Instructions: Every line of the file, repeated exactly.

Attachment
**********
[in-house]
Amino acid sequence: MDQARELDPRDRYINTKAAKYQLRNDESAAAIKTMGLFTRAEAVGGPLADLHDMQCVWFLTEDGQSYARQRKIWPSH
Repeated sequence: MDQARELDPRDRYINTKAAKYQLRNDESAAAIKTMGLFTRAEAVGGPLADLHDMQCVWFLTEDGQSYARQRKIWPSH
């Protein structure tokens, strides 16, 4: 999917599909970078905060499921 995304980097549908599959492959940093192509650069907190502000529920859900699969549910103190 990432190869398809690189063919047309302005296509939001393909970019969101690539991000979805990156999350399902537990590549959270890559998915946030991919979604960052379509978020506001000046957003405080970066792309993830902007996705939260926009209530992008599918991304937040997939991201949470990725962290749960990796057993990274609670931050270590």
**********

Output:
[in-house]
Amino acid sequence: MDQARELDPRDRYINTKAAKYQLRNDESAAAIKTMGLFTRAEAVGGPLADLHDMQCVWFLTEDGQSYARQRKIWPSH
Repeated sequence: MDQARELDPRDRYINTKAAKYQLRNDESAAAIKTMGLFTRAEAVGGPLADLHDMQCVWFLTEDGQSYARQRKIWPSH
């Protein structure tokens, strides 16, 4: 999917599909970078905060499921 995304980097549908599959492959940093192509650069907190502000529920859900699969549910103190 990432190869398809690189063919047309302005296509939001393909970019969101690539991000979805990156999350399902537990590549959270890559998915946030991919979604960052379509978020506001000046957003405080970066792309993830902007996705939260926009209530992008599918991304937040997939991201949470990725962290749960990796057993990274609670931050270590």